FILED: December 20, 2006







Z1414778; A128400

Appeal from Circuit Court, Multnomah County.

Christopher A. Larsen, Judge.

Submitted on record and briefs November 3, 2006.

Joseph R. Rowe filed the brief pro se.

Hardy Myers, Attorney General, Mary H. Williams, Solicitor General, and Timothy A. Sylwester, Assistant Attorney General, filed the brief for respondent.

Before Haselton, Presiding Judge, and Armstrong and Rosenblum, Judges.




Defendant appeals his convictions for impeding traffic, ORS 811.130, and failure to obey a police officer, ORS 811.535, raising various challenges. Because the state concedes that it failed to prove that defendant committed either violation and because we find that concession to be well founded, we reverse defendant's convictions.

We set forth the evidence in the light most favorable to the state. ORS 153.121(2). Defendant participated in a demonstration held by a group of bicyclists in Portland on September 24, 2004. Officers Fort and Sessum observed defendant standing next to his bicycle on a sidewalk. The officers were concerned that the sidewalk was being blocked by pedestrians and bicycles. Sessum told defendant to "move along, please, because we need to keep the sidewalk clear." When defendant asked why, Sessum responded that, if defendant did not move along, he would be cited for failure to obey a police officer. Defendant did not move, and Sessum cited him for violation of ORS 811.130 and ORS 811.535.

ORS 811.130(1) provides:

"A person commits the offense of impeding traffic if the person drives a motor vehicle or a combination of motor vehicles in a manner that impedes or blocks the normal and reasonable movement of traffic."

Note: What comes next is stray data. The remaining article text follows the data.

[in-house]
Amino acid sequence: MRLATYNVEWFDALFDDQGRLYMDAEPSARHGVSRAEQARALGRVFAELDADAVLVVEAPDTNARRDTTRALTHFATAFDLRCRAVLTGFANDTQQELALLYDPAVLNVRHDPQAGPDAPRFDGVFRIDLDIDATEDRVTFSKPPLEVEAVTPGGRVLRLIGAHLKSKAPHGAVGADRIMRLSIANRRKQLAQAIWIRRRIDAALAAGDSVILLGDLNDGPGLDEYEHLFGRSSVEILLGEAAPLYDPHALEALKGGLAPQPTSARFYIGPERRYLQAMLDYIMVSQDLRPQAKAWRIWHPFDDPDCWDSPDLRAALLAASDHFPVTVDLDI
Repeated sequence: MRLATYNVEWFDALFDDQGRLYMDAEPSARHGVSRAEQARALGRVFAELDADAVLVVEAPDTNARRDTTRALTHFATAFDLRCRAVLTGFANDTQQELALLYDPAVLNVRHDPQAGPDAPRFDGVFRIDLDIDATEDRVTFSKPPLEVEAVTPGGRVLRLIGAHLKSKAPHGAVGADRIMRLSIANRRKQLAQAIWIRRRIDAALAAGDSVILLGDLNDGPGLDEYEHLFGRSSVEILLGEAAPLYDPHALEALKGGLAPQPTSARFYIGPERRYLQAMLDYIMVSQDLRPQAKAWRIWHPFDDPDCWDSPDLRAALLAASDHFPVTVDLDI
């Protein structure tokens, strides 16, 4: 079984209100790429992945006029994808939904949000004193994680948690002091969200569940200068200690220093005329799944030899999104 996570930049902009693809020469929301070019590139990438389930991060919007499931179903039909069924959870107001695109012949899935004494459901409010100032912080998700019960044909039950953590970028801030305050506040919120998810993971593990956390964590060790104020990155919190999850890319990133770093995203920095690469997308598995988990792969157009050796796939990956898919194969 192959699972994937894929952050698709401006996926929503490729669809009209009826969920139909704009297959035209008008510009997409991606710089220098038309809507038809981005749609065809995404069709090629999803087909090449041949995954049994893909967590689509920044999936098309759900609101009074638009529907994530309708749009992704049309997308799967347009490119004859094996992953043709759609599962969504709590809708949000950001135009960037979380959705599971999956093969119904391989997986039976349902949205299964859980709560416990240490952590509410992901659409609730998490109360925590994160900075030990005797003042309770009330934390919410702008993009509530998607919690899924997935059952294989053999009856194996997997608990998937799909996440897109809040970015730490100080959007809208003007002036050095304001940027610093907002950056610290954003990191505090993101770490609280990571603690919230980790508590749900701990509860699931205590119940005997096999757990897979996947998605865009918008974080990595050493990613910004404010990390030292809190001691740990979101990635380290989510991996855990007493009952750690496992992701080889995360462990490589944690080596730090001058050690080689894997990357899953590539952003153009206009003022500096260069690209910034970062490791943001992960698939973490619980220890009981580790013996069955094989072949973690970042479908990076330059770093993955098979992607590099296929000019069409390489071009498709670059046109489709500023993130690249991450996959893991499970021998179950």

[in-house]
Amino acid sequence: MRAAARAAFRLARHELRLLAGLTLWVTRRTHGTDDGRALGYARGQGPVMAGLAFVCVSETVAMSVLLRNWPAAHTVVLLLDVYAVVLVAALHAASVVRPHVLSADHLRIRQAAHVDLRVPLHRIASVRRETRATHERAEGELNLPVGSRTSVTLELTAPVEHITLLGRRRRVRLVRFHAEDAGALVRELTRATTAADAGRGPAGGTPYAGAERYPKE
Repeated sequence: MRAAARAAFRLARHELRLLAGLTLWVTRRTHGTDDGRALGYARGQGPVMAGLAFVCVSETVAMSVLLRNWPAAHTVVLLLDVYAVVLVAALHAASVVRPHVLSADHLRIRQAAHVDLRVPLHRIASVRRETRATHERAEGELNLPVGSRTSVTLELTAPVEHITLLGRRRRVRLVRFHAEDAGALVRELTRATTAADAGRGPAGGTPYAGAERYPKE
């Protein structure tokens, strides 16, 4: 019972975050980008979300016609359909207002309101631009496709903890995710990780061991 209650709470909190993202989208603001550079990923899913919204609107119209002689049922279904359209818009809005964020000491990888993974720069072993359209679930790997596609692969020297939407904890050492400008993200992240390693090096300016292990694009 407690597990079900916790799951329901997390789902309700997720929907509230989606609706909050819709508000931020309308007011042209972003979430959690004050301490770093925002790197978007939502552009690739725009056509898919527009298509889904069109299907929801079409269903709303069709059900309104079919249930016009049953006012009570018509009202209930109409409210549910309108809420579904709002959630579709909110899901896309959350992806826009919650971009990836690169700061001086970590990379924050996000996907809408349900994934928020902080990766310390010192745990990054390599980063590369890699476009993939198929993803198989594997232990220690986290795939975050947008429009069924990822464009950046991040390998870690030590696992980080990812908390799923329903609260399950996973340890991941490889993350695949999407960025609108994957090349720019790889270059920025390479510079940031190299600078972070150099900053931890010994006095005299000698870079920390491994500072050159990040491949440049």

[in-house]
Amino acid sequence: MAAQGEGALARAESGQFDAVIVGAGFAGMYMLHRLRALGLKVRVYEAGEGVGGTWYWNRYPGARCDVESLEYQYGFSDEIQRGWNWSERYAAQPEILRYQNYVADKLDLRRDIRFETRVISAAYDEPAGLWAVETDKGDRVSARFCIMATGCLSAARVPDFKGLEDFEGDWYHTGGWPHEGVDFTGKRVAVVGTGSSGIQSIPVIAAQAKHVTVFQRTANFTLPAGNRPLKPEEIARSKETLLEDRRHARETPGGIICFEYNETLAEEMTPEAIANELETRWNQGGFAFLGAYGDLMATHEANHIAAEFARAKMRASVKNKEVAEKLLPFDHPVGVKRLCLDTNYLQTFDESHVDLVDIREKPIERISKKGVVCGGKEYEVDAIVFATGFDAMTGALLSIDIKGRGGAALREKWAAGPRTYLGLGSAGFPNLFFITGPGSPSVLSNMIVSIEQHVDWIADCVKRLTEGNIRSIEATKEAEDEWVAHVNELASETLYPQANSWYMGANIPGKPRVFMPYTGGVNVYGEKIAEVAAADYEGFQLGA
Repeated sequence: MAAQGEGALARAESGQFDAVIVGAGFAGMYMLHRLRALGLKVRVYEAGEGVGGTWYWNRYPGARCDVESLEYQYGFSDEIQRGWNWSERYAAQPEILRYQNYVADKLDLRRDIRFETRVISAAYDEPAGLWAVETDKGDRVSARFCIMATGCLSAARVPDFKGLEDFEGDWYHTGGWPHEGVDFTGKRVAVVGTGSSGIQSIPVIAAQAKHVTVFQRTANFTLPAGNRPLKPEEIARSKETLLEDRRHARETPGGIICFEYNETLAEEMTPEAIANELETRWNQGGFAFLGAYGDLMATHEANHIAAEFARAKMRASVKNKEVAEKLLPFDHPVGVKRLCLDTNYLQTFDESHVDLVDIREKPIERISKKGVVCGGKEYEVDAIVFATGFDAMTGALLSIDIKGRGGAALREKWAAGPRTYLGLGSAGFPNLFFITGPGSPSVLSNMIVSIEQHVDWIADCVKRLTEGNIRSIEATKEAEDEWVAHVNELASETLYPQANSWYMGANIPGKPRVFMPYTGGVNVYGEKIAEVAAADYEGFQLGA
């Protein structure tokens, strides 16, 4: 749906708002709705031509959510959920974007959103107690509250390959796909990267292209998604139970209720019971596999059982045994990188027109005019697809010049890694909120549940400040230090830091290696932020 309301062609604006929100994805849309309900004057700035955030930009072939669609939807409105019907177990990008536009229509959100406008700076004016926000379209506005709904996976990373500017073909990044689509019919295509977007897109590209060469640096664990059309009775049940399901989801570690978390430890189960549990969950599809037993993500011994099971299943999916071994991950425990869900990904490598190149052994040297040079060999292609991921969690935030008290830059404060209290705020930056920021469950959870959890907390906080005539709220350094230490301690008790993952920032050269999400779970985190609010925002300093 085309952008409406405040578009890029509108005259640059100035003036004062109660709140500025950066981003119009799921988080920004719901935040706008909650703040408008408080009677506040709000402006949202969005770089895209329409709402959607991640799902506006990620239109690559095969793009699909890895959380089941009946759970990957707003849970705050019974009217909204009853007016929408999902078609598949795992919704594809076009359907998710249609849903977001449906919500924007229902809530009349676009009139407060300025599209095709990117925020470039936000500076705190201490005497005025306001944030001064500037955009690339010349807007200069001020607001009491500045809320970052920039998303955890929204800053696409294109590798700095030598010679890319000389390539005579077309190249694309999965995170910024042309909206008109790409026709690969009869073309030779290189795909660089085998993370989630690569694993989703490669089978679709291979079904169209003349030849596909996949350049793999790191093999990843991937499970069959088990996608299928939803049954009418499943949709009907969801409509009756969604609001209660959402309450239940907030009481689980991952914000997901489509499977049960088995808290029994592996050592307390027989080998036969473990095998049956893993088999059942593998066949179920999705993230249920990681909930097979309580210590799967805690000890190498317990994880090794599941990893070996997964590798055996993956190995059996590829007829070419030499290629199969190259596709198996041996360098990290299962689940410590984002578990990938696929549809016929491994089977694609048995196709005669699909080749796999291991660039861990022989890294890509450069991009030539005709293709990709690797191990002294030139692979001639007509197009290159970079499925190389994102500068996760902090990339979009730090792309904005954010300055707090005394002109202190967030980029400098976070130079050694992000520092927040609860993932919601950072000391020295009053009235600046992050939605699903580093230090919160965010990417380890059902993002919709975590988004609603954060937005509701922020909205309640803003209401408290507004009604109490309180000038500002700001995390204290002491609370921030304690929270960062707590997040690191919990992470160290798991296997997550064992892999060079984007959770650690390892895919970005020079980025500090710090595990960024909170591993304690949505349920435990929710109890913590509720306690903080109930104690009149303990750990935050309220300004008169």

ORS 814.400(1) provides, in part, that a person "riding a bicycle upon a public way is subject to the provisions applicable to and has the same rights and duties as the driver of any other vehicle." The state acknowledges that it is debatable whether the reference to "normal and reasonable movement of traffic" in ORS 811.130(1), or the reference to "a public way" in ORS 814.400, would even apply to a sidewalk. See generally ORS 814.410(2) (generally, a bicyclist on a sidewalk "has the same rights and duties as a pedestrian on a sidewalk"). However, it is not necessary for us to reach those issues, because, as the state acknowledges, there was no evidence that defendant was "riding a bicycle." ORS 814.400. That is, the state acknowledges that ORS 811.130 has no potential application to a person--like defendant--who merely stands next to a bicycle that is not moving. We agree. Consequently, the trial court erred in concluding that defendant violated ORS 811.130(1).

With respect to failure to obey a police officer, ORS 811.535(1) provides, in part:

"A person commits the offense of failing to obey a police officer if the person refuses or fails to comply with any lawful order, signal or direction of a police officer who:

"* * * * *

"(b) Has lawful authority to direct, control or regulate traffic."

The state acknowledges that, in State v. Ausmus, 336 Or 493, 504, 85 P3d 864 (2003), the court held that "lawful order," as used in ORS 166.025(1), the disorderly conduct statute, means an order "that a police officer issues and that is authorized by, and is not contrary to, substantive law." The state further acknowledges that, in light of its concession that defendant was not impeding traffic, ORS 811.130, it can identify no authorization in substantive law that would apply to the officer's order that defendant "move along." Again, we agree and accept the concession.


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